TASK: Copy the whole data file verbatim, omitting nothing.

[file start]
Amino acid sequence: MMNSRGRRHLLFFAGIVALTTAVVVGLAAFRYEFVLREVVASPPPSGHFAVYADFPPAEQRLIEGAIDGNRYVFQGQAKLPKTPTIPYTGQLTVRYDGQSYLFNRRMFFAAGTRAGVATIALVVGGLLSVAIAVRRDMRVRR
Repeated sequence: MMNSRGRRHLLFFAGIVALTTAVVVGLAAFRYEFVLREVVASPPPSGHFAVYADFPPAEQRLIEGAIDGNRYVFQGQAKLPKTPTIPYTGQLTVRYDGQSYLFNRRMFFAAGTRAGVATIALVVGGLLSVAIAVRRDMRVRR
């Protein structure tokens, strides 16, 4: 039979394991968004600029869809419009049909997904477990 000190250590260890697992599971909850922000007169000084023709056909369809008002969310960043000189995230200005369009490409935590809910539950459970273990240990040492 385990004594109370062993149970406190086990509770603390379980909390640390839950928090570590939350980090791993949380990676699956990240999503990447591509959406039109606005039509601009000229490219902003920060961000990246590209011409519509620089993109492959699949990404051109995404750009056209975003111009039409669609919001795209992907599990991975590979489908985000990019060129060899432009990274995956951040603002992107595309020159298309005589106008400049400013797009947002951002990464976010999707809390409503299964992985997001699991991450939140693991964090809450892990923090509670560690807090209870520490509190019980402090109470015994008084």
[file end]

Amino acid sequence: MMNSRGRRHLLFFAGIVALTTAVVVGLAAFRYEFVLREVVASPPPSGHFAVYADFPPAEQRLIEGAIDGNRYVFQGQAKLPKTPTIPYTGQLTVRYDGQSYLFNRRMFFAAGTRAGVATIALVVGGLLSVAIAVRRDMRVRR
Repeated sequence: MMNSRGRRHLLFFAGIVALTTAVVVGLAAFRYEFVLREVVASPPPSGHFAVYADFPPAEQRLIEGAIDGNRYVFQGQAKLPKTPTIPYTGQLTVRYDGQSYLFNRRMFFAAGTRAGVATIALVVGGLLSVAIAVRRDMRVRR
């Protein structure tokens, strides 16, 4: 039979394991968004600029869809419009049909997904477990 000190250590260890697992599971909850922000007169000084023709056909369809008002969310960043000189995230200005369009490409935590809910539950459970273990240990040492 385990004594109370062993149970406190086990509770603390379980909390640390839950928090570590939350980090791993949380990676699956990240999503990447591509959406039109606005039509601009000229490219902003920060961000990246590209011409519509620089993109492959699949990404051109995404750009056209975003111009039409669609919001795209992907599990991975590979489908985000990019060129060899432009990274995956951040603002992107595309020159298309005589106008400049400013797009947002951002990464976010999707809390409503299964992985997001699991991450939140693991964090809450892990923090509670560690807090209870520490509190019980402090109470015994008084």